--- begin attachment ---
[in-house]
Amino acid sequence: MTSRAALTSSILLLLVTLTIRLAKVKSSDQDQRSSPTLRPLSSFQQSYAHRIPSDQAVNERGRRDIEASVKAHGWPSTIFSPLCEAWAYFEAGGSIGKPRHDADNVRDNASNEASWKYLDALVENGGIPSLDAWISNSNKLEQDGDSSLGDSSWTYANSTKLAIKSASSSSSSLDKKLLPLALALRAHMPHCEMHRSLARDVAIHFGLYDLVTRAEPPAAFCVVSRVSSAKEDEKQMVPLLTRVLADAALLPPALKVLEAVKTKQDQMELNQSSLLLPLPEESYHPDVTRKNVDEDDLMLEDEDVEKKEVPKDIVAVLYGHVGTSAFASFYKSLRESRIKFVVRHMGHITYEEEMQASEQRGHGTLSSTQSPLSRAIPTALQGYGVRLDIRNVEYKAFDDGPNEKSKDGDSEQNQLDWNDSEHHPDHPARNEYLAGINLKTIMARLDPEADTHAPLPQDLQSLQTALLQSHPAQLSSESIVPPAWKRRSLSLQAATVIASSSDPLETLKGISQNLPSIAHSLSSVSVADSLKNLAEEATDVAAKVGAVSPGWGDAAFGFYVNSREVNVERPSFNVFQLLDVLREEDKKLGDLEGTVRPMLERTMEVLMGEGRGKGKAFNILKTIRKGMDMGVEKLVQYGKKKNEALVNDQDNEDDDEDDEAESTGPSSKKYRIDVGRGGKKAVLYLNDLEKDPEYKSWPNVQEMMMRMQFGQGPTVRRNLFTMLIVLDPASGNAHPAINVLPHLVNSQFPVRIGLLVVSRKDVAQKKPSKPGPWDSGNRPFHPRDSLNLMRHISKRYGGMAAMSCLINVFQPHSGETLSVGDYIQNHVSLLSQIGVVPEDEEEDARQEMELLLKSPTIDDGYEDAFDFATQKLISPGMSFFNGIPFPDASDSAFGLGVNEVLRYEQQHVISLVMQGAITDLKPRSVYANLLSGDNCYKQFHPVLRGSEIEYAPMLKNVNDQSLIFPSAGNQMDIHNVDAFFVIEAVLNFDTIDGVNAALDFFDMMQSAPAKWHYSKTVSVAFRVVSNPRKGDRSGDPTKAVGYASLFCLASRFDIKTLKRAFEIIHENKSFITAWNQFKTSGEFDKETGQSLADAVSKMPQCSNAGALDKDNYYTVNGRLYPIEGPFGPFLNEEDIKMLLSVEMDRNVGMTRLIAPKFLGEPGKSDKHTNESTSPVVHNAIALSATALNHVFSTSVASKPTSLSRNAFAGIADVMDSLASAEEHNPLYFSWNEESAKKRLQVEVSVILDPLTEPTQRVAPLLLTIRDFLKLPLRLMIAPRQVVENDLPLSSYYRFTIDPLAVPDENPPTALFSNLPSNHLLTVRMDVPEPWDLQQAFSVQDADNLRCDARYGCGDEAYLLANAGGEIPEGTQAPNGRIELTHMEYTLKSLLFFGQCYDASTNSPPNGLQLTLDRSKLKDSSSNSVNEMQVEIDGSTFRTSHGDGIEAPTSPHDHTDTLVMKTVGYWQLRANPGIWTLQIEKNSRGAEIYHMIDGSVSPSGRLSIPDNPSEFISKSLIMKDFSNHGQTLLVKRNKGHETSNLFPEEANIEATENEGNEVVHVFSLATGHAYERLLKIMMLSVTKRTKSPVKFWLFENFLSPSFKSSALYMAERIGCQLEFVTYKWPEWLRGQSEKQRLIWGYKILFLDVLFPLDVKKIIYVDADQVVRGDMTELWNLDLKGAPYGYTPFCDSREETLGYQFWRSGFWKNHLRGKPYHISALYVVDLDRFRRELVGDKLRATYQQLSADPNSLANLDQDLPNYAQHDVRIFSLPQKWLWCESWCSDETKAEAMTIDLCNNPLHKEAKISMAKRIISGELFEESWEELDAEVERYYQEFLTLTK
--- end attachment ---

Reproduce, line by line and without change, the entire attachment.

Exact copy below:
[in-house]
Amino acid sequence: MTSRAALTSSILLLLVTLTIRLAKVKSSDQDQRSSPTLRPLSSFQQSYAHRIPSDQAVNERGRRDIEASVKAHGWPSTIFSPLCEAWAYFEAGGSIGKPRHDADNVRDNASNEASWKYLDALVENGGIPSLDAWISNSNKLEQDGDSSLGDSSWTYANSTKLAIKSASSSSSSLDKKLLPLALALRAHMPHCEMHRSLARDVAIHFGLYDLVTRAEPPAAFCVVSRVSSAKEDEKQMVPLLTRVLADAALLPPALKVLEAVKTKQDQMELNQSSLLLPLPEESYHPDVTRKNVDEDDLMLEDEDVEKKEVPKDIVAVLYGHVGTSAFASFYKSLRESRIKFVVRHMGHITYEEEMQASEQRGHGTLSSTQSPLSRAIPTALQGYGVRLDIRNVEYKAFDDGPNEKSKDGDSEQNQLDWNDSEHHPDHPARNEYLAGINLKTIMARLDPEADTHAPLPQDLQSLQTALLQSHPAQLSSESIVPPAWKRRSLSLQAATVIASSSDPLETLKGISQNLPSIAHSLSSVSVADSLKNLAEEATDVAAKVGAVSPGWGDAAFGFYVNSREVNVERPSFNVFQLLDVLREEDKKLGDLEGTVRPMLERTMEVLMGEGRGKGKAFNILKTIRKGMDMGVEKLVQYGKKKNEALVNDQDNEDDDEDDEAESTGPSSKKYRIDVGRGGKKAVLYLNDLEKDPEYKSWPNVQEMMMRMQFGQGPTVRRNLFTMLIVLDPASGNAHPAINVLPHLVNSQFPVRIGLLVVSRKDVAQKKPSKPGPWDSGNRPFHPRDSLNLMRHISKRYGGMAAMSCLINVFQPHSGETLSVGDYIQNHVSLLSQIGVVPEDEEEDARQEMELLLKSPTIDDGYEDAFDFATQKLISPGMSFFNGIPFPDASDSAFGLGVNEVLRYEQQHVISLVMQGAITDLKPRSVYANLLSGDNCYKQFHPVLRGSEIEYAPMLKNVNDQSLIFPSAGNQMDIHNVDAFFVIEAVLNFDTIDGVNAALDFFDMMQSAPAKWHYSKTVSVAFRVVSNPRKGDRSGDPTKAVGYASLFCLASRFDIKTLKRAFEIIHENKSFITAWNQFKTSGEFDKETGQSLADAVSKMPQCSNAGALDKDNYYTVNGRLYPIEGPFGPFLNEEDIKMLLSVEMDRNVGMTRLIAPKFLGEPGKSDKHTNESTSPVVHNAIALSATALNHVFSTSVASKPTSLSRNAFAGIADVMDSLASAEEHNPLYFSWNEESAKKRLQVEVSVILDPLTEPTQRVAPLLLTIRDFLKLPLRLMIAPRQVVENDLPLSSYYRFTIDPLAVPDENPPTALFSNLPSNHLLTVRMDVPEPWDLQQAFSVQDADNLRCDARYGCGDEAYLLANAGGEIPEGTQAPNGRIELTHMEYTLKSLLFFGQCYDASTNSPPNGLQLTLDRSKLKDSSSNSVNEMQVEIDGSTFRTSHGDGIEAPTSPHDHTDTLVMKTVGYWQLRANPGIWTLQIEKNSRGAEIYHMIDGSVSPSGRLSIPDNPSEFISKSLIMKDFSNHGQTLLVKRNKGHETSNLFPEEANIEATENEGNEVVHVFSLATGHAYERLLKIMMLSVTKRTKSPVKFWLFENFLSPSFKSSALYMAERIGCQLEFVTYKWPEWLRGQSEKQRLIWGYKILFLDVLFPLDVKKIIYVDADQVVRGDMTELWNLDLKGAPYGYTPFCDSREETLGYQFWRSGFWKNHLRGKPYHISALYVVDLDRFRRELVGDKLRATYQQLSADPNSLANLDQDLPNYAQHDVRIFSLPQKWLWCESWCSDETKAEAMTIDLCNNPLHKEAKISMAKRIISGELFEESWEELDAEVERYYQEFLTLTK